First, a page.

Wound healing in the eye: Therapeutic prospects

Wound healing in the eye: Therapeutic prospects In order to maintain a smooth optical surface the corneal epithelium has to continuously renew itself so as to maintain its function as a barrier to fluctuating external surroundings and various environmental insults. After trauma, the cornea typically re-epithelializes promptly thereby minimizing the risk of infection, opacification or perforation. A persistent epithelial defect (PED) is usually referred to as a non-healing epithelial lesion after approximately two weeks of treatment with standard therapies to no avail. They occur following exposure to toxic agents, mechanical injury, and ocular surface infections and are associated with significant clinical morbidity in patients, resulting in discomfort or visual loss. In the case of deeper corneal injury and corneal pathology the wound healing cascade can also extend to the corneal stroma, the layer below the epithelium. Although significant progress has been made in recent years, pharmaco-therapeutic agents that promote corneal healing remain limited. This article serves as a review of current standard therapies, recently introduced alternative therapies gaining in popularity, and a look into the newest developments into ocular wound healing. http://www.deepdyve.com/assets/images/DeepDyve-Logo-lg.png Advanced Drug Delivery Reviews Elsevier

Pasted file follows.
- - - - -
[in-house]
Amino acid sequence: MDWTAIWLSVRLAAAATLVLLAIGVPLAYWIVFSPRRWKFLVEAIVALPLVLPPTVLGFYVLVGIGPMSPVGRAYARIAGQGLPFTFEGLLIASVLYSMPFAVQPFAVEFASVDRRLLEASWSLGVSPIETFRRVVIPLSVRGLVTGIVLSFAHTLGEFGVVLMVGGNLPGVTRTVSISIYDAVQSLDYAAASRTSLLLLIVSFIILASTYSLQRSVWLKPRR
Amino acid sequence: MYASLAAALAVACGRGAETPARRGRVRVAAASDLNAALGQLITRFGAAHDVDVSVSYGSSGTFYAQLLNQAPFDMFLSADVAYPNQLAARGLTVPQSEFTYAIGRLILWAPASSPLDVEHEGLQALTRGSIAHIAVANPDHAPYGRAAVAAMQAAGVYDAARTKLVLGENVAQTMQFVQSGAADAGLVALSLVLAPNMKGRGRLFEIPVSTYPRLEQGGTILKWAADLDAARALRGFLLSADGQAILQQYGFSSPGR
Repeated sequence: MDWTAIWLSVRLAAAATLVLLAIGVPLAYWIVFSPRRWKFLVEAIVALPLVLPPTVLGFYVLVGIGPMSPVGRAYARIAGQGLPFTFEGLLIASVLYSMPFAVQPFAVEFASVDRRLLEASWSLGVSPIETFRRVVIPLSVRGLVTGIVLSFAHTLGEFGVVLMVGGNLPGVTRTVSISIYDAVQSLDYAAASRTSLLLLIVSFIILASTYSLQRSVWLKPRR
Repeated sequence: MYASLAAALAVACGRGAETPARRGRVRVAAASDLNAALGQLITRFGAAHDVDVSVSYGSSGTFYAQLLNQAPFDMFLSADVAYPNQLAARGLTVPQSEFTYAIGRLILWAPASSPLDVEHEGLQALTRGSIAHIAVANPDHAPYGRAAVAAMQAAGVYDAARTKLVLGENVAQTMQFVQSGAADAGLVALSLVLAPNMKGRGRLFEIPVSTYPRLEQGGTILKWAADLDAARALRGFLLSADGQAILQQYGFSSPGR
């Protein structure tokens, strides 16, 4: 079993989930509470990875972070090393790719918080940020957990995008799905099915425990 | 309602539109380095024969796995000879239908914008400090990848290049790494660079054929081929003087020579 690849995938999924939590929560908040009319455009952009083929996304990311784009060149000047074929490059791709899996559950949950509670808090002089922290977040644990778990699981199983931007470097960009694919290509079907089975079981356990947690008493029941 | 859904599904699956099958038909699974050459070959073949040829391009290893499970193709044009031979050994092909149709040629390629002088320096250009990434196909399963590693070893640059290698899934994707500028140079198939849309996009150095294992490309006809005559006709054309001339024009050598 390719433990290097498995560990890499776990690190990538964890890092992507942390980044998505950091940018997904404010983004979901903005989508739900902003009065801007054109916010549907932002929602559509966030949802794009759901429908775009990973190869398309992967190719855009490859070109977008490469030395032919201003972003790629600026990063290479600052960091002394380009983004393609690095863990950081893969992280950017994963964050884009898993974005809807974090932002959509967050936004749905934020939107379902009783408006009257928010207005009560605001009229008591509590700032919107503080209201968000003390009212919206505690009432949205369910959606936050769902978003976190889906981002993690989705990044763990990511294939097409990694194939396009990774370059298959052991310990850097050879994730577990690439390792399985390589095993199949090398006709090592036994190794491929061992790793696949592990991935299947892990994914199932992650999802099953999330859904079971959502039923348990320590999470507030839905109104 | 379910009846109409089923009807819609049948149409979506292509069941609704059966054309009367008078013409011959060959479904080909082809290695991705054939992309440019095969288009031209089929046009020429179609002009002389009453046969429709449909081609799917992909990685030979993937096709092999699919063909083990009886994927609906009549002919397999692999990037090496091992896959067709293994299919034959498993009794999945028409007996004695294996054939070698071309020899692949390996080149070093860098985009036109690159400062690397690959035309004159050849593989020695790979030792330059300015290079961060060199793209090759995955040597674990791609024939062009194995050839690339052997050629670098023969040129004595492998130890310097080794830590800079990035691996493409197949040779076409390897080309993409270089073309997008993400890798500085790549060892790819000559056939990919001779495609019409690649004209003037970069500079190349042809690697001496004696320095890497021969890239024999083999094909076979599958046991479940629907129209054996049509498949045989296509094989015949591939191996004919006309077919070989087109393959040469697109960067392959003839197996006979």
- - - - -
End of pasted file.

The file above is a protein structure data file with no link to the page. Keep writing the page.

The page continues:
Wound healing in the eye: Therapeutic prospects

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Publisher
Elsevier
Copyright
Copyright © 2018 Elsevier B.V.
ISSN
0169-409x
D.O.I.
10.1016/j.addr.2018.01.006
Publisher site
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Abstract

In order to maintain a smooth optical surface the corneal epithelium has to continuously renew itself so as to maintain its function as a barrier to fluctuating external surroundings and various environmental insults. After trauma, the cornea typically re-epithelializes promptly thereby minimizing the risk of infection, opacification or perforation. A persistent epithelial defect (PED) is usually referred to as a non-healing epithelial lesion after approximately two weeks of treatment with standard therapies to no avail. They occur following exposure to toxic agents, mechanical injury, and ocular surface infections and are associated with significant clinical morbidity in patients, resulting in discomfort or visual loss. In the case of deeper corneal injury and corneal pathology the wound healing cascade can also extend to the corneal stroma, the layer below the epithelium. Although significant progress has been made in recent years, pharmaco-therapeutic agents that promote corneal healing remain limited. This article serves as a review of current standard therapies, recently introduced alternative therapies gaining in popularity, and a look into the newest developments into ocular wound healing.

Journal

Advanced Drug Delivery ReviewsElsevier

Published: Feb 15, 2018

References

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